2004-08-03 - Grace and Peace
Ephesians 1:2, "Grace to you and peace from God our Father and the Lord Jesus Christ."
Paul is using a greeting typical of many of his letters to the churches. It is a little more involved than the typical greeting used among the Jews of the time, Shalom, which means peace. He puts that peace in the context of it being from God the Father and Jesus Christ. When something is said, we can often learn much from what is not said. Paul, in asserting that peace comes from God, is also saying that lack of peace is from not being right with God. When we lack peace, we need to seek to understand it in the context of knowing that only true peace can come from God. We need also to note that Paul is starting this letter with what we might call a benediction. He could just as easily have also ended his letter with the same words, and to some extent, he does.
True grace and true peace only come from God, and as a zealous Jew, Paul would have agreed with this. However, he distinguishes himself from his past and makes it clear he has joined the Christian sect, by adding the phrase "the Lord Jesus Christ." Paul, as a Christian, adds Christ, the name above every name (Philippians 2:9). It is always interesting that so many people who call themselves Christians enjoy talking about God, but rarely speak of Jesus Christ. We must question why this is. Christ is central to our introduction into faith. He is the object of our faith as believers, but so many who claim to be of the Christian faith will take the socially acceptable route and talk freely of God, but rarely, if ever, of Christ.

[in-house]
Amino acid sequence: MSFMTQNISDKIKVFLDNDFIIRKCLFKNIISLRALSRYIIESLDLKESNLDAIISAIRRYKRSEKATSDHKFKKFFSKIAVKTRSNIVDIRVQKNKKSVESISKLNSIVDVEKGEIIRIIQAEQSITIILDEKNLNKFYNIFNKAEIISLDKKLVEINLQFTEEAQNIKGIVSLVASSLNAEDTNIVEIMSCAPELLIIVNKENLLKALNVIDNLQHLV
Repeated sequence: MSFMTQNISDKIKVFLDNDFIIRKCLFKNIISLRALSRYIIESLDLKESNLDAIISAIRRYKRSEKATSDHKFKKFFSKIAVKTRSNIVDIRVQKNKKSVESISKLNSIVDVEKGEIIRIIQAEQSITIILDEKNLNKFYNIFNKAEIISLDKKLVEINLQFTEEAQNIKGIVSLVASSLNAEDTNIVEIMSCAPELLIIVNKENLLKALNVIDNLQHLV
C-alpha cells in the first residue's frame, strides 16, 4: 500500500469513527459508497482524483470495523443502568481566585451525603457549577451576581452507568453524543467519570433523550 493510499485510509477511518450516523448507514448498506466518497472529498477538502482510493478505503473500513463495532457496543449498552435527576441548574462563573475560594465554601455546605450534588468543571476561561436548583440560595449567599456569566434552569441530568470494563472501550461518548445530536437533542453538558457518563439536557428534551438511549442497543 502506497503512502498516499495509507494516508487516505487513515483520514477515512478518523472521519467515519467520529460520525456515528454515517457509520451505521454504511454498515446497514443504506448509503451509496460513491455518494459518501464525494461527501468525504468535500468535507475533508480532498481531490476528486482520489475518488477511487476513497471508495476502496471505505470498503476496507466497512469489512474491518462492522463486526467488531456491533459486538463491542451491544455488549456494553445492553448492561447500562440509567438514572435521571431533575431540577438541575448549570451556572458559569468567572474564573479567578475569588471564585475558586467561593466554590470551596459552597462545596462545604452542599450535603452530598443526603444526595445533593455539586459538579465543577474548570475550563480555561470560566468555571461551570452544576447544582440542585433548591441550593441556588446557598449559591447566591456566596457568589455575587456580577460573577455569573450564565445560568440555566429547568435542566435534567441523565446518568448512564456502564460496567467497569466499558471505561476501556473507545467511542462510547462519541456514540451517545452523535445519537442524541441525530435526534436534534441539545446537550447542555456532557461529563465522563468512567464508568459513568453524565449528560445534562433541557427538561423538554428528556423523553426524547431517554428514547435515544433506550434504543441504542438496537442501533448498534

We can notice that the grace given in salvation is called the grace of God (Ephesians 3:2), and the grace of Christ (Galatians 1:6). The peace which is found in salvation is called the peace of God (Philippians 4:7), and the peace of Christ (Colossians 3:15). It may also be of interest, as we begin to dive into Ephesians, that the first 12 verses of Chapter One are one sentence in the Greek.
It may seem like we are needlessly picking these two verses apart, when they seem so self-evident in their meaning. However, when we study the Bible, we must study every word of the Bible and discern what it means, and why it is there. How easy is it for us to simply read a few chapters of the Bible each day, and follow it with a prayer. If we take this approach, we will skip over parts of Scripture such as these two verses, and thus while we have read our Bible, we have not studied our Bible. In verse two, we have perhaps the most profound truth and doctrine that we can find anywhere in Scripture. Grace and peace are central aspects of our faith as Christians. We should probably spend a week each on the concepts of grace and peace found in this verse, but if we get too bogged down here, we will never make it through the book. Maybe we will come back to it.
In concluding these two verses, we might ask ourselves a couple of basic questions. Why do we need grace and peace from God? How do we obtain this grace and peace? What conclusions can we draw from Paul addressing this letter to the "saints" at Ephesus and not to one individual? What does this help us learn about the importance of the local church and the community of believers? Lastly, why does Paul address this letter specifically to the "faithful?" All of these are valid questions, and we could spend a lot of time considering them, but it is time to move on from these verses, so I leave that to you.
Soli Deo Gloria,